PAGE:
Naminohira Daito (fss-737)   New Item   Available   Sold On Hold Special Sale A beautiful strongly curved koto sword attributed to the Naminohira group of swordsmiths. The hada/grain pattern is Masame with itama and Shirake utsuri can be seen. The hamon is sugu-ha with ashi and sunagashi, there is nijuba which can be seen also. The koshirae saya is finished in a black lacquer.The  Tsuka ito is green. There are Uma blossom design in iron on the fuchi kashira finished in the taka-bori style.. the tsuba is iron sukashi also with Uma blossoms After the Kamakura period (1185-1333) on through the Edo period (1615-1868), the name of Naminohira was passed down from generation to generation of sword makers who lived in Naminohira, Satsuma Province (the southern outskirts of present-day Kagoshima City). For those who love to sail or in the Navy, this sword holds very special significance. ‘Nami’ means ‘wave‘, hira means ‘flat‘. This translates to “sail on calm seas“. Naminohira swords made by Satsuma swordsmiths were very popular among the Japanese Imperial Navy for the swords brought with them a positive omen. In general Naminohira blades are very rare, so this is a unique find. As history tells us, during the Edo Period (1603-1868) the ruling Tokugawa family kept Japan in virtual isolation from foreign visitors for two and a half centuries. Interestingly enough, the Satsuma area had gates of their own, both to those outside their land in Kyushu AND to the outside world. Essentially only those born in Satsuma lived in Satsuma. To defend their unique culture and maintain their way of life, Satsuma developed a fierce...
Yamato Masanori (fss-733)

Yamato Masanori (fss-733)

Yamato Masanori (fss-733)   New Item   Available   Sold On Hold Special Sale One of the true masters of Keicho Shinto. This smith can be found in most books and especially the ” Masters of Keicho Shinto by Markus Sesko “.. There is an outstanding gunome midare hamon. The hamon has an abundant amount of hataraki/activity and in a fresh polish will stand out beautifully. There are many tobyaki/yubashiri above the hamon. The hada is very clear and has a milky appearance and is well forged.  This is mounted in shirasaya with silver rain storm style habaki.   This sword is from an old collection and is papered to Den Masanori. Masanori was from the Yamada (山田) family and signed his name in early years with the characters (正法). He came originally from Miyatsu (宮津) in Tango province and was a late smith of the lineage of SanjōYoshinori (吉則). Via a stopover in Yamashiro, he moved to Fukui (福井) in Echizen province where he became a student of Kanenori (兼法). We know date signatures from the 13th year of Keichō(1608) to the fourth year of Keian (慶安, 1651). He had one successor who moved later to Edo. Although Masanori was mostly active somewhat later than Keichō, his early works are nevertheless interpreted in Keichō-shintōstyle. We can see a strong resemblance to Mino, or to be precise to Sue-Seki and Kanefusa (兼房) in his works, but certain blades remind of Hizen Tadahiro, Echizen Yasutsugu, or of the Horikawa school. A fine example of the older style blades this sword is polished and mounted in shirasaya “. A fresh polish would greatly enhance the value of the...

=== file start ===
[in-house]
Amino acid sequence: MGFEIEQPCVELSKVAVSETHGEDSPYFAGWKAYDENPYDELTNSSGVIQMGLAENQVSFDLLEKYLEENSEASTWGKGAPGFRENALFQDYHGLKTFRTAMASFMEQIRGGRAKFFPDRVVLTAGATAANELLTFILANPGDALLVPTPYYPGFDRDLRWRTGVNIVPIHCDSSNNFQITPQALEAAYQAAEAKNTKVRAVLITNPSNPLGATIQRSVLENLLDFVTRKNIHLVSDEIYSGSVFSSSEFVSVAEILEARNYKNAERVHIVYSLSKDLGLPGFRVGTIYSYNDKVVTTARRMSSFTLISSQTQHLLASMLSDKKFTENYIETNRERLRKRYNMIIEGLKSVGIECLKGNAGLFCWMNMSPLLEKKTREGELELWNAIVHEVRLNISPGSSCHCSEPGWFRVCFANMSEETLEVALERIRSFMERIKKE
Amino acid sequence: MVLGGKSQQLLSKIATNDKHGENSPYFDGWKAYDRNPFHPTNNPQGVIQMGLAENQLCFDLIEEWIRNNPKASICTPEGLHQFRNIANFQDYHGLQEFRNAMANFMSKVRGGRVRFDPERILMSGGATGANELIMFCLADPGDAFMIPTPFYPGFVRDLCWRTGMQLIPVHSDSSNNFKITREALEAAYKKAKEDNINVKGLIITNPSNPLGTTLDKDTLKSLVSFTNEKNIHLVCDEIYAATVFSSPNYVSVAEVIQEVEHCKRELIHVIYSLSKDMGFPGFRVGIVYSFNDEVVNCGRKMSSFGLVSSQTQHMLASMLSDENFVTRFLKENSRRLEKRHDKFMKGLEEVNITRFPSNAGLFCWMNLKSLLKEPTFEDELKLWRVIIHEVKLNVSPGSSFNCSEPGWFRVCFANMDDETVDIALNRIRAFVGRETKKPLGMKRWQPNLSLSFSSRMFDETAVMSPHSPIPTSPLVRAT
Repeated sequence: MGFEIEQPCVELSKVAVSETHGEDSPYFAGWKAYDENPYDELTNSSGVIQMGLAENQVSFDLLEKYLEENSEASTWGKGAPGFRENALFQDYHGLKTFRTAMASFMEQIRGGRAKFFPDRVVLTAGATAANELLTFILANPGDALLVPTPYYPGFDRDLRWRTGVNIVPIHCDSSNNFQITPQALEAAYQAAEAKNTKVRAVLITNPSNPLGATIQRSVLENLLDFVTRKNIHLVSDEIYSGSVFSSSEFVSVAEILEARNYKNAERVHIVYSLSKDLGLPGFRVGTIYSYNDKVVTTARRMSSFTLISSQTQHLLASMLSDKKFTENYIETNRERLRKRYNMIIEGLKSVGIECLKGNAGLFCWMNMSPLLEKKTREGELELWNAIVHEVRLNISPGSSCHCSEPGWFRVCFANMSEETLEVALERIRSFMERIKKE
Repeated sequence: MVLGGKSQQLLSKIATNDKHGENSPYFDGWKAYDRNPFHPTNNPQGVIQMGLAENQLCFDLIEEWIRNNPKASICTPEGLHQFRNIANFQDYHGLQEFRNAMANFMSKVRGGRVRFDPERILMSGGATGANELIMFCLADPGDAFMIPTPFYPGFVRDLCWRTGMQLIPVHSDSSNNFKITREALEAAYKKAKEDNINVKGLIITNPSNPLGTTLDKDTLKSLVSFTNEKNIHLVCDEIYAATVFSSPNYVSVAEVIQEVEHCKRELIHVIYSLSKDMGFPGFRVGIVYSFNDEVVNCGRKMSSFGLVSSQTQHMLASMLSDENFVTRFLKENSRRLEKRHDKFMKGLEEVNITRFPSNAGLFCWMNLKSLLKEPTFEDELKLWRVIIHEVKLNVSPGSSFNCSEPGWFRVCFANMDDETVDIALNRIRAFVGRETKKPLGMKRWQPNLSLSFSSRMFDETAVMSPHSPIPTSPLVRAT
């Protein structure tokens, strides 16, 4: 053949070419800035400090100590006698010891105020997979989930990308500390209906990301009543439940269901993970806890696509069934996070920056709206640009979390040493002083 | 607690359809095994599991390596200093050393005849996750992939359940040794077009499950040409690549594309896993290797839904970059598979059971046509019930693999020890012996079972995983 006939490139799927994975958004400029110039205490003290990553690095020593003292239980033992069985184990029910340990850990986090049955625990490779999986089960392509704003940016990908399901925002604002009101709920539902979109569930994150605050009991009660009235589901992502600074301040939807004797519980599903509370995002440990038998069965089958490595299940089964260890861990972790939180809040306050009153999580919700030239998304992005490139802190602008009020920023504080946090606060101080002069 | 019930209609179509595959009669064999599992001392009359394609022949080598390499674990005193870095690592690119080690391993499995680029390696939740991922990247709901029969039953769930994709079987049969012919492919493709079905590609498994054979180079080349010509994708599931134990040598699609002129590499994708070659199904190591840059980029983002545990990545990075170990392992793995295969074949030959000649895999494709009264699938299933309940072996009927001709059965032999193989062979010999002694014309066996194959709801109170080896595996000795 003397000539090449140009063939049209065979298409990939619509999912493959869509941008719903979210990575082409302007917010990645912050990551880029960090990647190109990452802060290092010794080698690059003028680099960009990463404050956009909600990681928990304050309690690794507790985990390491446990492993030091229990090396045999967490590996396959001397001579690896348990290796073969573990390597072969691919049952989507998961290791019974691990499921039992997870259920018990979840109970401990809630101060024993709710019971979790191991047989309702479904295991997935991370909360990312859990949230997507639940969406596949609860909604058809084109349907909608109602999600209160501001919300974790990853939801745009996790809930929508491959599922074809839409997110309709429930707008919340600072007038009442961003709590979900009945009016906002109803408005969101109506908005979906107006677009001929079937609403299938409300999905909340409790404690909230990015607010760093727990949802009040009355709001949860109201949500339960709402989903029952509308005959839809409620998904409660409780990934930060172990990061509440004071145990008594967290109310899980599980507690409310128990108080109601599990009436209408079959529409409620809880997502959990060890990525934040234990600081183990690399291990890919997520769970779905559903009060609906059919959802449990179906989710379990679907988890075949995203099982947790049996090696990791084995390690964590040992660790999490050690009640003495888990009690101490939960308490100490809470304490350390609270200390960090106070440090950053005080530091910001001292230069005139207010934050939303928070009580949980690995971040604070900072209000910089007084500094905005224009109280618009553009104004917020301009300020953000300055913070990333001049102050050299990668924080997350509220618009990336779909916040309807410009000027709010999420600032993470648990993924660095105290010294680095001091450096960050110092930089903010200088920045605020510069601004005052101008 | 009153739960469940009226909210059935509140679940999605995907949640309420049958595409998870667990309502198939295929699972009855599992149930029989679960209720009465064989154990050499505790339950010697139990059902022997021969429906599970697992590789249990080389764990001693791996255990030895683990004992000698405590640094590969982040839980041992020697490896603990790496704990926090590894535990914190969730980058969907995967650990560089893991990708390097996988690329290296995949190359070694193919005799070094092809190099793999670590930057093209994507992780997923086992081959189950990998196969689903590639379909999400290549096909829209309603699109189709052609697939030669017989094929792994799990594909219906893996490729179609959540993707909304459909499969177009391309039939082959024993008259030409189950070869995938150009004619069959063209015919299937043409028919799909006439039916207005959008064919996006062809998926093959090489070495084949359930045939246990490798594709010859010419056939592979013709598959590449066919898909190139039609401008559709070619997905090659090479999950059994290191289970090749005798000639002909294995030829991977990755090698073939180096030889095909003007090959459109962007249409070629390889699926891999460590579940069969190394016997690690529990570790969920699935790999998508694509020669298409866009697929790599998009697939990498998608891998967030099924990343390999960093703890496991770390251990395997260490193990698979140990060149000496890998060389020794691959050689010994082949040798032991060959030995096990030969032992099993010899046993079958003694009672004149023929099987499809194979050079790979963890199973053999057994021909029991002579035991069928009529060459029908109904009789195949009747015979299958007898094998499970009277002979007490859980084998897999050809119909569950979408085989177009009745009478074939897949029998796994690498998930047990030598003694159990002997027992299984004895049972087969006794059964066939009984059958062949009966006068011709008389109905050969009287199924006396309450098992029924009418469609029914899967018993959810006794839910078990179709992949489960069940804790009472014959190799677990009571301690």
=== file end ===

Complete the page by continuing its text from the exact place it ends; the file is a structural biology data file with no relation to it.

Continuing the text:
Chinese sword (nji 112)

Chinese sword (nji 112)

Chinese sword (nji 112)   New Item   Available   Sold On Hold Special Sale Click to Enlarge Image ” THIS IS ONE OF A SERIES OF SWORDS THAT WILL BE FEATURED IN THE ” FEATURED WEAPON SECTION OF KUNG FU TAI CHI MAGAZINE.” This sword is being offered for a short time only. As collectors of Chinese arms know most of these weapons from China were seized and or destroyed in the past and are becoming very hard to find. This sword in particular was acquired from a West coast dealer over 25 years ago. The blade is most likely from the mid 18 Century to the mid 19th Century, maybe older. It is very hard to date Chinese swords unless it still retains the original mountings. Most Chinese blades are not signed or dated and dating can be a task. Opinions can vary from the many experts. We were told that this blade is a true seven star sword blade and the brass that is left representing the stars were original and not added at a later date mainly due to the fact that each star is connected by the remnants of a wavy inlay which connects each star. This was usually only found on original seven star blades. The later brass additions on other blades were just usually round inlays of similar dimension and added at a later date. This is a monster to behold and wield. The blade is hand forged and the laminating patterns and tempered edge are can be seen throughout. The saya was made from rosewood we believe as well as the handle which is intricately hand carved with Dragons which...